XB-ART-46402Chem Biol Interact February 25, 2013; 202 (1-3): 11-21.
Vertebrate ALDH2 genes encode mitochondrial enzymes capable of metabolizing acetaldehyde and other biological aldehydes in the body. Mammalian ALDH1B1, another mitochondrial enzyme sharing 72% identity with ALDH2, is also capable of metabolizing acetaldehyde but has a tissue distribution and pattern of activity distinct from that of ALDH2. Bioinformatic analyses of several vertebrate genomes were undertaken using known ALDH2 and ALDH1B1 amino acid sequences. Phylogenetic analysis of many representative vertebrate species (including fish, amphibians, birds and mammals) indicated the presence of ALDH1B1 in many mammalian species and in frogs (Xenopus tropicalis); no evidence was found for ALDH1B1 in the genomes of birds, reptiles or fish. Predicted vertebrate ALDH2 and ALDH1B1 subunit sequences and structures were highly conserved, including residues previously shown to be involved in catalysis and coenzyme binding for human ALDH2. Studies of ALDH1B1 sequences supported the hypothesis that the ALDH1B1 gene originated in early vertebrates from a retrotransposition of the vertebrate ALDH2 gene. Given the high degree of similarity between ALDH2 and ALDH1B1, it is surprising that individuals with an inactivating mutation in ALDH2 (ALDH2*2) do not exhibit a compensatory increase in ALDH1B1 activity. We hypothesized that the similarity between the two ALDHs would allow for dominant negative heterotetramerization between the inactive ALDH2 mutants and ALDH1B1. Computational-based molecular modeling studies examining predicted protein-protein interactions indicated that heterotetramerization between ALDH2 and ALDH1B1 subunits was highly probable and may partially explain a lack of compensation by ALDH1B1 in ALDH2(∗)2 individuals.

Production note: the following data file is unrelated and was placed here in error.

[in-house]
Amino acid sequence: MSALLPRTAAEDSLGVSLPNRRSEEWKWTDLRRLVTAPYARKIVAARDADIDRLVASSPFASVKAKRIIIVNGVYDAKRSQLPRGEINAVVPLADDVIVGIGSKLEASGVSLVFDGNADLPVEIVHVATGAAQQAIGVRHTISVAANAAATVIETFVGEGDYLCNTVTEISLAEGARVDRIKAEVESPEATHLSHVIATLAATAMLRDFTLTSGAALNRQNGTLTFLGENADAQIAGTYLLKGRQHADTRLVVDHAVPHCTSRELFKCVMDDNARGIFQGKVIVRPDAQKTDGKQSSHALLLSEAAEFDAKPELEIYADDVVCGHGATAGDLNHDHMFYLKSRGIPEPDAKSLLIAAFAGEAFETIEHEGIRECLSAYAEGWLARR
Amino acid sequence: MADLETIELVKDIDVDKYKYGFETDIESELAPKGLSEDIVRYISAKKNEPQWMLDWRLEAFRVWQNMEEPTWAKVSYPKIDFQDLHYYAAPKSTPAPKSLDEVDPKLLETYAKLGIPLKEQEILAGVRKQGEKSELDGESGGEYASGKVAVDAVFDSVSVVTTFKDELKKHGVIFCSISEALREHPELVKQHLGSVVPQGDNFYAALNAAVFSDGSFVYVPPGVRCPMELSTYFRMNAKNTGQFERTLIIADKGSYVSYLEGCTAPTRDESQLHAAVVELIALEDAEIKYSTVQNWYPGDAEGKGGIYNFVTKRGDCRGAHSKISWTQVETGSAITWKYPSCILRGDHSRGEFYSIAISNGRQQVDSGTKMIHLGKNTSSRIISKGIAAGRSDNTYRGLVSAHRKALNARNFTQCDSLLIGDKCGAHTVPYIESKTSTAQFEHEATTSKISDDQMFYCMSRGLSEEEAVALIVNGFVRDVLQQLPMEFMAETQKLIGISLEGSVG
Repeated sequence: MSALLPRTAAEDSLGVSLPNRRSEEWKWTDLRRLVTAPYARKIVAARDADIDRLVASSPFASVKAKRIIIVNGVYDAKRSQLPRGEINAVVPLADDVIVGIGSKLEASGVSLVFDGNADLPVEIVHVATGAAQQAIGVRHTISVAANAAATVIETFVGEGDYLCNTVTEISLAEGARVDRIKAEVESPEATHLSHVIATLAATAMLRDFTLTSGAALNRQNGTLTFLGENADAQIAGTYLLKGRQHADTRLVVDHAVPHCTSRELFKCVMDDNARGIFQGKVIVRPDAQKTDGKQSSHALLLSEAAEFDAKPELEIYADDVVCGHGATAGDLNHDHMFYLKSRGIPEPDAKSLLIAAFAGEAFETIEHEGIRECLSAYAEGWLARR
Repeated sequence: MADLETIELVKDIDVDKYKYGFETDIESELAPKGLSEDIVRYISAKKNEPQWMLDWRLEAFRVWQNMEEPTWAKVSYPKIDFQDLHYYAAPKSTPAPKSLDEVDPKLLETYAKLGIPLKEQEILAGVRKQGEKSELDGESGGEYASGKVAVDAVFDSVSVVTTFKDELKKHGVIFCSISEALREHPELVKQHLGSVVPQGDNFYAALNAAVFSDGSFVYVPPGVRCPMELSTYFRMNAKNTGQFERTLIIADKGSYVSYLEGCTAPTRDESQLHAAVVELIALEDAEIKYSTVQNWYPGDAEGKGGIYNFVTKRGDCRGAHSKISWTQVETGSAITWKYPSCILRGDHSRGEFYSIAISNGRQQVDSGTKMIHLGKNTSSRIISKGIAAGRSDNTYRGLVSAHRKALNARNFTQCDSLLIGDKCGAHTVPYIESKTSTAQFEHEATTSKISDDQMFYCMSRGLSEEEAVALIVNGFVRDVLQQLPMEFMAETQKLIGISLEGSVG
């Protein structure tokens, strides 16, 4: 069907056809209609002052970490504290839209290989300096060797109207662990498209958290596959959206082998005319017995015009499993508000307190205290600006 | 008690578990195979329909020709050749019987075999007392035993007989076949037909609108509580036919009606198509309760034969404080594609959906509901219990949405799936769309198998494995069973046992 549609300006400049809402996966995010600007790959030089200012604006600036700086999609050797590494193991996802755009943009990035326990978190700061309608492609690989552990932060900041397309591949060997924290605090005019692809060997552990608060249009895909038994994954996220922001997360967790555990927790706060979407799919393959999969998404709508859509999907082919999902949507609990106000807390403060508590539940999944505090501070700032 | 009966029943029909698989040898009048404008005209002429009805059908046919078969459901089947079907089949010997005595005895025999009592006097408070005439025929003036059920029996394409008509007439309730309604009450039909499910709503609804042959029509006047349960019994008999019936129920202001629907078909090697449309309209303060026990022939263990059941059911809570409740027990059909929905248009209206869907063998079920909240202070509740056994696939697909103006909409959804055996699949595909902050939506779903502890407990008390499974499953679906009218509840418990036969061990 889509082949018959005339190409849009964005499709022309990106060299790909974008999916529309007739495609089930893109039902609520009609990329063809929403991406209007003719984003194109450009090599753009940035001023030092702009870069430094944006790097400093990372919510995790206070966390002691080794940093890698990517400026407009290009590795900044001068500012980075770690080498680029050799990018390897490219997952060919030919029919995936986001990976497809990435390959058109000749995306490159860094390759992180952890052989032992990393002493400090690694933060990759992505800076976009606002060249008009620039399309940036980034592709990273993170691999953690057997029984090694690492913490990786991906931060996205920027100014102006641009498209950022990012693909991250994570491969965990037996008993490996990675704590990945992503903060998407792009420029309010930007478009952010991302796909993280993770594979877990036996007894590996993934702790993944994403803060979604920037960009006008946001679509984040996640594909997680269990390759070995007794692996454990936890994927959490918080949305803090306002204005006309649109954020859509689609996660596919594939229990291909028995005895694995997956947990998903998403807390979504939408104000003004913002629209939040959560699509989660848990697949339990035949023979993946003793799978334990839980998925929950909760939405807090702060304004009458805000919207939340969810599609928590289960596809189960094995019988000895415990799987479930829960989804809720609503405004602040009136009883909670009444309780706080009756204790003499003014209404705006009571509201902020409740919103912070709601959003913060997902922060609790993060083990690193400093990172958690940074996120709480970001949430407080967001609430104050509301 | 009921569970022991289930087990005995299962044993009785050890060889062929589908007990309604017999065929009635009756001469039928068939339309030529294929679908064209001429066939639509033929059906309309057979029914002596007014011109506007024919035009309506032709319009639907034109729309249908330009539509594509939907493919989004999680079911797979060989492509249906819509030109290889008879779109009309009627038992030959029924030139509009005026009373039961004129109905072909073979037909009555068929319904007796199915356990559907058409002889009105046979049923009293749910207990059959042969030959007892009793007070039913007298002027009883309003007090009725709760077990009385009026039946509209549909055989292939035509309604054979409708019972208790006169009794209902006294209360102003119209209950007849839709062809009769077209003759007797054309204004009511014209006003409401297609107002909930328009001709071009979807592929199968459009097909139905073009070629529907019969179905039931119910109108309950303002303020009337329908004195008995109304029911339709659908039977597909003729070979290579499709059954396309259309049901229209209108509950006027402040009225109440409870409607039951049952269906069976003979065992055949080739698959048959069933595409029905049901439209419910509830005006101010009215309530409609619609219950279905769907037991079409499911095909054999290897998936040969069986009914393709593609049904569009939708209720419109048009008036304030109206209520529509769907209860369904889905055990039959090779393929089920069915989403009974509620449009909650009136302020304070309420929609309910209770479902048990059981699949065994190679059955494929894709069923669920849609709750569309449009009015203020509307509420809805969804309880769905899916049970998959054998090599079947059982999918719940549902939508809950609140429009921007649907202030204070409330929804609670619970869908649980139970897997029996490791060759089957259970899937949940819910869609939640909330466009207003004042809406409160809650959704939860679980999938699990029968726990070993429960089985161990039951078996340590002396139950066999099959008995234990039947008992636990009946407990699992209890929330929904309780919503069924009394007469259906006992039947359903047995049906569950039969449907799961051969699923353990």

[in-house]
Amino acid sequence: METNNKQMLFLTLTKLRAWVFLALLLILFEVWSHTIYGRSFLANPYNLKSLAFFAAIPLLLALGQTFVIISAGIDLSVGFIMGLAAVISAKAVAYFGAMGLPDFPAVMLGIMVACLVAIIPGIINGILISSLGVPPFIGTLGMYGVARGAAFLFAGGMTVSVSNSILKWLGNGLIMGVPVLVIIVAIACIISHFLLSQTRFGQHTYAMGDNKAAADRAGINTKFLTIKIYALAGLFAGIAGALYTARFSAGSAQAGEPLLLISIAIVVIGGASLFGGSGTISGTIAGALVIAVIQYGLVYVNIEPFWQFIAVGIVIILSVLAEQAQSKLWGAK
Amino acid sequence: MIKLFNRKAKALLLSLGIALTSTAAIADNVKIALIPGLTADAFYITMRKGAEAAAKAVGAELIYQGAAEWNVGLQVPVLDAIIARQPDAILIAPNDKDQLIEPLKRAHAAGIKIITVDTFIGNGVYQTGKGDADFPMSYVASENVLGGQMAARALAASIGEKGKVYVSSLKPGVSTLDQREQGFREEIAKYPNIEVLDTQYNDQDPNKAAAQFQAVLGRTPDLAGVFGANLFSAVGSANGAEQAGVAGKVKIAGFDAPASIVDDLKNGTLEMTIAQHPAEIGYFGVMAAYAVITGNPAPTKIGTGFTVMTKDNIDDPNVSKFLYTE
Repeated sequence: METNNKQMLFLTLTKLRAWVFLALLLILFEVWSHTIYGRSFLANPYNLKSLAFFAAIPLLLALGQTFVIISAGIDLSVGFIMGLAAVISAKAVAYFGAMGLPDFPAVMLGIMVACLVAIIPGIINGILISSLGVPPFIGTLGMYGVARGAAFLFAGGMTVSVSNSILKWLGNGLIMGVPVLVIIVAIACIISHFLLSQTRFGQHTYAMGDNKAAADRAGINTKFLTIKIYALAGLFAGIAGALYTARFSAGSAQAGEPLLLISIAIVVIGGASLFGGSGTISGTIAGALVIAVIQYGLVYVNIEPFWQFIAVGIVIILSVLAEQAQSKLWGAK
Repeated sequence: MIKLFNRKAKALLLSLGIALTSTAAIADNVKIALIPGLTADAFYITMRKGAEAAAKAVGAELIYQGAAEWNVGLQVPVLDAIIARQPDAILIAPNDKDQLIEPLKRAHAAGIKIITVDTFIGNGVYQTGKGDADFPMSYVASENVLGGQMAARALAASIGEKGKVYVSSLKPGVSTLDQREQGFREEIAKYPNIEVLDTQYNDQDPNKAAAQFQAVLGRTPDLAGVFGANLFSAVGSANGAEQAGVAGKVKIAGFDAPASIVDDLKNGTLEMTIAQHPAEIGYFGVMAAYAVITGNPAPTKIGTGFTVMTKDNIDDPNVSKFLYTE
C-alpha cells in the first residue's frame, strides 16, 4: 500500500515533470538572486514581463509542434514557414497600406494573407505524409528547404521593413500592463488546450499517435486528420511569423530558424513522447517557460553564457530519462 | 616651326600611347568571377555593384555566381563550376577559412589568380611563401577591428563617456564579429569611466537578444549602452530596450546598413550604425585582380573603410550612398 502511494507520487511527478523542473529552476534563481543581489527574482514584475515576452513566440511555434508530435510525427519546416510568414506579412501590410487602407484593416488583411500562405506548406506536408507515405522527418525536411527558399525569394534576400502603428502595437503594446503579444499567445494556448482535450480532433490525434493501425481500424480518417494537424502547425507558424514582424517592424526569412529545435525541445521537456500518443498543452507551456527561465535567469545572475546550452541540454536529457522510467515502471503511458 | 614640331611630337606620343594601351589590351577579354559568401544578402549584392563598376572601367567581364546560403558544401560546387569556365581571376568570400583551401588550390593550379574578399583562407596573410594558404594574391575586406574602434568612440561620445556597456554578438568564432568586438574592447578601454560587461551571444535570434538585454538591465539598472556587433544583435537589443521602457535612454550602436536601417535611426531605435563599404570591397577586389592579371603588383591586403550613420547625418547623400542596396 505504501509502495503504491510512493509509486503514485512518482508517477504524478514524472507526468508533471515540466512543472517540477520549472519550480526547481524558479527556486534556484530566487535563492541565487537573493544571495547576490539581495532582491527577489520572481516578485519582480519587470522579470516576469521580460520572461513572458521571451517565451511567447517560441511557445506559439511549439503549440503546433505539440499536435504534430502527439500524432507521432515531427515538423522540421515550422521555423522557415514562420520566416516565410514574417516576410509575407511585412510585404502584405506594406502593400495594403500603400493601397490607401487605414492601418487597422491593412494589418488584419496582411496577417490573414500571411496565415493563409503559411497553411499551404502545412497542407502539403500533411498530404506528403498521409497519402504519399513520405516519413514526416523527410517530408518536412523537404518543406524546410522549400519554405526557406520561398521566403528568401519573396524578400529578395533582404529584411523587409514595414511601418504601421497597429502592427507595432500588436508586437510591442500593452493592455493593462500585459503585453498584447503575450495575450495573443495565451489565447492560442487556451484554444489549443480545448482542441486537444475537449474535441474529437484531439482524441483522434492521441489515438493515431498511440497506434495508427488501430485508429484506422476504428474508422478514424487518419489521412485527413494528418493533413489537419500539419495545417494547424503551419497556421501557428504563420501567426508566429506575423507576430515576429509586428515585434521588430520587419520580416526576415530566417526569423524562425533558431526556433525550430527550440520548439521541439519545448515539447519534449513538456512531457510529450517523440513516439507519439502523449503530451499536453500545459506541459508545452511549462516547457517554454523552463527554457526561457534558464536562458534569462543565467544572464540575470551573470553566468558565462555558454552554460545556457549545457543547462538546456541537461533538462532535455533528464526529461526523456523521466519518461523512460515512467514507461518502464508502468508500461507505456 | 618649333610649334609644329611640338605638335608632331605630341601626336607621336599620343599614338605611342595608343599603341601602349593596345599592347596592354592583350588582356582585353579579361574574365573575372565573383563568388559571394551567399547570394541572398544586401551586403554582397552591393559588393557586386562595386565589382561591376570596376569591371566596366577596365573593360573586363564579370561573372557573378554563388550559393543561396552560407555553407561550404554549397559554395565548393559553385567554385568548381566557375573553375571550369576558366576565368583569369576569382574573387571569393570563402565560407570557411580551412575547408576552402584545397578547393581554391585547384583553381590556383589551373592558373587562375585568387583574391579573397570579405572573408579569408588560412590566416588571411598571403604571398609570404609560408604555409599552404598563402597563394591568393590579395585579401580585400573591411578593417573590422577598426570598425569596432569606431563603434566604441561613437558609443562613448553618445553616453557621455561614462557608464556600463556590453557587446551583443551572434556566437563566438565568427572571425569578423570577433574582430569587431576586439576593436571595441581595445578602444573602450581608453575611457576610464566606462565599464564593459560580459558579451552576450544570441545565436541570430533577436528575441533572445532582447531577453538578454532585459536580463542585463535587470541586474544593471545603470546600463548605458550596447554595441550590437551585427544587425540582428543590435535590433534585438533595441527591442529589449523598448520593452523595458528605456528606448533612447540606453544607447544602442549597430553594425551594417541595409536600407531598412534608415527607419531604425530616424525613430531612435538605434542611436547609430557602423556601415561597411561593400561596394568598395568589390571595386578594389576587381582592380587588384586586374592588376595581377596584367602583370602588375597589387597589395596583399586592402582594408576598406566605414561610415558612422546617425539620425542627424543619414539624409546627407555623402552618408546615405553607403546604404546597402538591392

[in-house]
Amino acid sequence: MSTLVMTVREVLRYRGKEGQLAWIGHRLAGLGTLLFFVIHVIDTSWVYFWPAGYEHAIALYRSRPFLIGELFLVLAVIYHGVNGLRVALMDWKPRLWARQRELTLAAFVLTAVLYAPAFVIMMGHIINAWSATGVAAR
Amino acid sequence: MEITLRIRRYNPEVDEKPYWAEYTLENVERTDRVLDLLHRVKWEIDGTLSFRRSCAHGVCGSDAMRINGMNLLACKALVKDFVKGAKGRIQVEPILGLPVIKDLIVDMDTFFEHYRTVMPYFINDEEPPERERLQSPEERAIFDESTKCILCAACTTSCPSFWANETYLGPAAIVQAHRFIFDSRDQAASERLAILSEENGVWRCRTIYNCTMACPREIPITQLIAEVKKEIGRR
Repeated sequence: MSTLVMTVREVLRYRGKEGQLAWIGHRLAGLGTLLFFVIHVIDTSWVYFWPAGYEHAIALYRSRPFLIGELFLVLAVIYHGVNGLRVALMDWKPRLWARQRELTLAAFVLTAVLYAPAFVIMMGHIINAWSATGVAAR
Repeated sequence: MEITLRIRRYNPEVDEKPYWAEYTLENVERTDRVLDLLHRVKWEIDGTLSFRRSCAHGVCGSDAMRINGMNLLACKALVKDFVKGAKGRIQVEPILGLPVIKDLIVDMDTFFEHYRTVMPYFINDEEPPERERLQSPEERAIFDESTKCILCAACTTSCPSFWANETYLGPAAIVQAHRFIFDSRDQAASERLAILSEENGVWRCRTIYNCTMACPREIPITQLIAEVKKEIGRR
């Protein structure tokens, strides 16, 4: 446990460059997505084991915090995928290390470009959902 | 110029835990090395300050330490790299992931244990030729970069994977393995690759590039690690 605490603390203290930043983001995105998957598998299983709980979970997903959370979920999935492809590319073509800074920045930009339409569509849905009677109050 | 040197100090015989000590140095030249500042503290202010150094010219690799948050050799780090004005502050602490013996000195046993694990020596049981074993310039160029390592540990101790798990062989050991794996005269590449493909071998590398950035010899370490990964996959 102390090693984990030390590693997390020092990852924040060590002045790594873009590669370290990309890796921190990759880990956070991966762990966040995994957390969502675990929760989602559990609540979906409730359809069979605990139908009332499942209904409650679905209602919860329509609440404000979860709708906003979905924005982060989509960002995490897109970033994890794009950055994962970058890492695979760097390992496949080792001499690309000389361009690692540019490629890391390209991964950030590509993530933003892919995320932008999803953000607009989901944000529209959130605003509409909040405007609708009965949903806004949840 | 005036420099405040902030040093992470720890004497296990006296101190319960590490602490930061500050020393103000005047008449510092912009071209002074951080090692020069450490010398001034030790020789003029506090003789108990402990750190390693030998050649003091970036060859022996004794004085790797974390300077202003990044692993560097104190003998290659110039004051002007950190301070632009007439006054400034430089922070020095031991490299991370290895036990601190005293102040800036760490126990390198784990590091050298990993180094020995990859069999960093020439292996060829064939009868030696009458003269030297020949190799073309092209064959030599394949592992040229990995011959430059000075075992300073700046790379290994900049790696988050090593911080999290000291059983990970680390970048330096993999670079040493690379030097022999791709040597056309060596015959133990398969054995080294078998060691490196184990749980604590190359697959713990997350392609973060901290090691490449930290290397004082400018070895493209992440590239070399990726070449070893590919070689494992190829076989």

PubMed ID: 23247008
PMC ID: PMC3687035
Article link: Chem Biol Interact
Species referenced: Xenopus
Genes referenced: aldh1b1 aldh2
References [+] :
Chang, Cloning and characterization of the gene encoding mouse mitochondrial aldehyde dehydrogenase. 1994, Pubmed